http://ed.msnbc.msn.com/
http://www.msnbc.msn.com/id/26315908/

Workers independent news is a Madison outfit: http://www.laborradio.org/

 

Author: olderwoman

I'm a sociology professor but not only a sociology professor. It isn't hard to figure out my real name if you want to, but I keep it out of this blog because I don't want my name associated with it in a Google search. Although I never write anything in a public forum like a blog that I'd be ashamed to have associated with my name (and you shouldn't either!), it is illegal for me to use my position as a public employee to advance my religious or political views, and the pseudonym helps to preserve the distinction between my public and private identities. The pseudonym also helps to protect the people I may write about in describing public or semi-public events I've been involved with.

11 thoughts on “madison protests update”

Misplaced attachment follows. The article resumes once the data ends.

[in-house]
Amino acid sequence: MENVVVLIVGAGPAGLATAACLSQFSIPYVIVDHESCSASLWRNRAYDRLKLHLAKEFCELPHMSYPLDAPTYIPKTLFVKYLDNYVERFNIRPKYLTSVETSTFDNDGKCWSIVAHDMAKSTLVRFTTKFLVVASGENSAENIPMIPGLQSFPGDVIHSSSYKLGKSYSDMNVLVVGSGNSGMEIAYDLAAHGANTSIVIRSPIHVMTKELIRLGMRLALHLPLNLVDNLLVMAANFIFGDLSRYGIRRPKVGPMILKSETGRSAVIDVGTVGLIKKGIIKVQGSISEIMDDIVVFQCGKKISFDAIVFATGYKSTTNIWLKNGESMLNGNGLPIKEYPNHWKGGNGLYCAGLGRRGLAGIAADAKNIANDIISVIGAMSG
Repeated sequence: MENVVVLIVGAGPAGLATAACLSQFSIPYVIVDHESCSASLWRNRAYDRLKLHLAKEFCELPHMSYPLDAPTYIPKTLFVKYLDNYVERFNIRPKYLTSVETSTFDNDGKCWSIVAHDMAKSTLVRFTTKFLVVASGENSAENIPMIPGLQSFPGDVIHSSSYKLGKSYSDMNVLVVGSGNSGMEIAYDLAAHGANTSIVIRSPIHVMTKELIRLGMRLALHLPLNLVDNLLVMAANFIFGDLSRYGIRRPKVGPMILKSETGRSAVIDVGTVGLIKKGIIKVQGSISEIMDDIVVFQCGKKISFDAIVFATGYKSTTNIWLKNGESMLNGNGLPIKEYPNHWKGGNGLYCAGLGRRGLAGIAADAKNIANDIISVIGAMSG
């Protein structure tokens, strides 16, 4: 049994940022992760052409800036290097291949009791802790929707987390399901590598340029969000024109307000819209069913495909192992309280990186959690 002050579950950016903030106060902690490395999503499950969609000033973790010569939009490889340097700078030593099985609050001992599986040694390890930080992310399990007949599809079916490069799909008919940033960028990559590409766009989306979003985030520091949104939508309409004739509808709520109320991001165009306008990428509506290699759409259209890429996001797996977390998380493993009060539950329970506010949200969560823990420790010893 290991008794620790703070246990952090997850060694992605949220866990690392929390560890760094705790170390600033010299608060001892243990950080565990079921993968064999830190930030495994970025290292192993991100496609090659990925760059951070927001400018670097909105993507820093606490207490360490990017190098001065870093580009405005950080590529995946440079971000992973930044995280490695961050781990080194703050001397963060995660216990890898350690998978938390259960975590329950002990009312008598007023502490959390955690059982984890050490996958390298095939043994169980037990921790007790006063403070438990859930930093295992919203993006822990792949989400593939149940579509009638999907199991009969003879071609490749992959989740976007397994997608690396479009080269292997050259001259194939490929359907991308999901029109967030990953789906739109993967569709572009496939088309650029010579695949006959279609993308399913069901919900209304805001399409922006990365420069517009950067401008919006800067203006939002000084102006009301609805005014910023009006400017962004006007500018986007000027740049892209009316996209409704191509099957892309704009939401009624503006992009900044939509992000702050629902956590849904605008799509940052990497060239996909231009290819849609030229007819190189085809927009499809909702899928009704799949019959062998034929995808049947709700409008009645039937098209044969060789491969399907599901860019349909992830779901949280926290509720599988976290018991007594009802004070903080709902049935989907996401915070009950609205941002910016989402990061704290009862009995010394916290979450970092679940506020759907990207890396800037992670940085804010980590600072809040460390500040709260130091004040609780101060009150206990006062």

1. Thanks much for posting this, and for the links. There is a long labor tradition in Wisconsin, and I wonder if this makes it a little easier for organized labor to be a little tougher than elsewhere. I’m very curious about the spread to other states. I understand that comparable stuff is on the horizon in Ohio (both from the governor and from the unions).

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  2. Managed to drop by this evening (flight arrived late!). It was inspiring to see such a variety of people there. Normally Madison protests are the same 2000 progressives. But today there were families from out of town, firefighters, policemen — a tremendous range of people from all over the state. I must say, I got chills of excitement. Looking forward to being there again tomorrow, and over the weekend while I’m in town. It’s inspiring here.